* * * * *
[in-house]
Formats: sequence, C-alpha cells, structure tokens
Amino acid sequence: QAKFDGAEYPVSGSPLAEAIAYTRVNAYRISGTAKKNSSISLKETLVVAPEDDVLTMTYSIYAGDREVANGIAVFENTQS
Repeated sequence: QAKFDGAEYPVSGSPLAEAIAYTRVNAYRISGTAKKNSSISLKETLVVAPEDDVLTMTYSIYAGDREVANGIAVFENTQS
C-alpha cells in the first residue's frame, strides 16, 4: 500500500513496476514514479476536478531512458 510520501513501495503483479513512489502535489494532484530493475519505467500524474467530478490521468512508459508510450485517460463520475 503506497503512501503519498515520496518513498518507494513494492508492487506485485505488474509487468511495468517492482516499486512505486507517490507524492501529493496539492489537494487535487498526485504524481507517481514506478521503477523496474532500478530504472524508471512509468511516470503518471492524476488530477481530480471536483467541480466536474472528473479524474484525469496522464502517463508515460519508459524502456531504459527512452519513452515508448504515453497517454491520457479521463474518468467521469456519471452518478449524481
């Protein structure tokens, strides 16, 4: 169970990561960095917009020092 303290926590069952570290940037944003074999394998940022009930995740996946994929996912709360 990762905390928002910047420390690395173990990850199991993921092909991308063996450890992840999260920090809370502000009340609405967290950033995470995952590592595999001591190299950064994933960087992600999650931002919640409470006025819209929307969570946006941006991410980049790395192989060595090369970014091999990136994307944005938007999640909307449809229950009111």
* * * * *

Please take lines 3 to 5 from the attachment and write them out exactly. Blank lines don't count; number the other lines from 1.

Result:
Amino acid sequence: QAKFDGAEYPVSGSPLAEAIAYTRVNAYRISGTAKKNSSISLKETLVVAPEDDVLTMTYSIYAGDREVANGIAVFENTQS
Repeated sequence: QAKFDGAEYPVSGSPLAEAIAYTRVNAYRISGTAKKNSSISLKETLVVAPEDDVLTMTYSIYAGDREVANGIAVFENTQS
C-alpha cells in the first residue's frame, strides 16, 4: 500500500513496476514514479476536478531512458 510520501513501495503483479513512489502535489494532484530493475519505467500524474467530478490521468512508459508510450485517460463520475 503506497503512501503519498515520496518513498518507494513494492508492487506485485505488474509487468511495468517492482516499486512505486507517490507524492501529493496539492489537494487535487498526485504524481507517481514506478521503477523496474532500478530504472524508471512509468511516470503518471492524476488530477481530480471536483467541480466536474472528473479524474484525469496522464502517463508515460519508459524502456531504459527512452519513452515508448504515453497517454491520457479521463474518468467521469456519471452518478449524481